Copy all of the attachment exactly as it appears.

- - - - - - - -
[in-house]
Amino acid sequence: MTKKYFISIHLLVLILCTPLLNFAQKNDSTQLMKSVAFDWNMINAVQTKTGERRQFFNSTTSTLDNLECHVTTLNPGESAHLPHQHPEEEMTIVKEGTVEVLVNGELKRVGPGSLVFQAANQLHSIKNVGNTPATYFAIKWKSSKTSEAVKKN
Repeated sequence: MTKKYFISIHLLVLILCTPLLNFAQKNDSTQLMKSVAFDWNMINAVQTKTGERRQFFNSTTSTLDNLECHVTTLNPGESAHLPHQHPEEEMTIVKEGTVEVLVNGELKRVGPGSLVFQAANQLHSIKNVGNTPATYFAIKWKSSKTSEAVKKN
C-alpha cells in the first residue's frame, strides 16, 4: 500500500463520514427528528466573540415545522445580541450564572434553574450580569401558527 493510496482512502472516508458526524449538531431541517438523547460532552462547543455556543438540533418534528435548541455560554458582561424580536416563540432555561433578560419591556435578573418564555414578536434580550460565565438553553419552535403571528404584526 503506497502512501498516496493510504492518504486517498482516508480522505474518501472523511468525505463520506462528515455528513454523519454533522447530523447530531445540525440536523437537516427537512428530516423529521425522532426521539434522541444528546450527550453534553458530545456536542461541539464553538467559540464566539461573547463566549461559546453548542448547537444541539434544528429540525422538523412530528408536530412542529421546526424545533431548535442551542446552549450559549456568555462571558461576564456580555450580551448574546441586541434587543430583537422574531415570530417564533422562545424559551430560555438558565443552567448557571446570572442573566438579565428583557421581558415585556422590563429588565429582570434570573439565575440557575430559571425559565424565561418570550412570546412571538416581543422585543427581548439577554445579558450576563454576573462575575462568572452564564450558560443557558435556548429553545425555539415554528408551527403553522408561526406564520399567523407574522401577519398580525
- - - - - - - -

[in-house]
Amino acid sequence: MTKKYFISIHLLVLILCTPLLNFAQKNDSTQLMKSVAFDWNMINAVQTKTGERRQFFNSTTSTLDNLECHVTTLNPGESAHLPHQHPEEEMTIVKEGTVEVLVNGELKRVGPGSLVFQAANQLHSIKNVGNTPATYFAIKWKSSKTSEAVKKN
Repeated sequence: MTKKYFISIHLLVLILCTPLLNFAQKNDSTQLMKSVAFDWNMINAVQTKTGERRQFFNSTTSTLDNLECHVTTLNPGESAHLPHQHPEEEMTIVKEGTVEVLVNGELKRVGPGSLVFQAANQLHSIKNVGNTPATYFAIKWKSSKTSEAVKKN
C-alpha cells in the first residue's frame, strides 16, 4: 500500500463520514427528528466573540415545522445580541450564572434553574450580569401558527 493510496482512502472516508458526524449538531431541517438523547460532552462547543455556543438540533418534528435548541455560554458582561424580536416563540432555561433578560419591556435578573418564555414578536434580550460565565438553553419552535403571528404584526 503506497502512501498516496493510504492518504486517498482516508480522505474518501472523511468525505463520506462528515455528513454523519454533522447530523447530531445540525440536523437537516427537512428530516423529521425522532426521539434522541444528546450527550453534553458530545456536542461541539464553538467559540464566539461573547463566549461559546453548542448547537444541539434544528429540525422538523412530528408536530412542529421546526424545533431548535442551542446552549450559549456568555462571558461576564456580555450580551448574546441586541434587543430583537422574531415570530417564533422562545424559551430560555438558565443552567448557571446570572442573566438579565428583557421581558415585556422590563429588565429582570434570573439565575440557575430559571425559565424565561418570550412570546412571538416581543422585543427581548439577554445579558450576563454576573462575575462568572452564564450558560443557558435556548429553545425555539415554528408551527403553522408561526406564520399567523407574522401577519398580525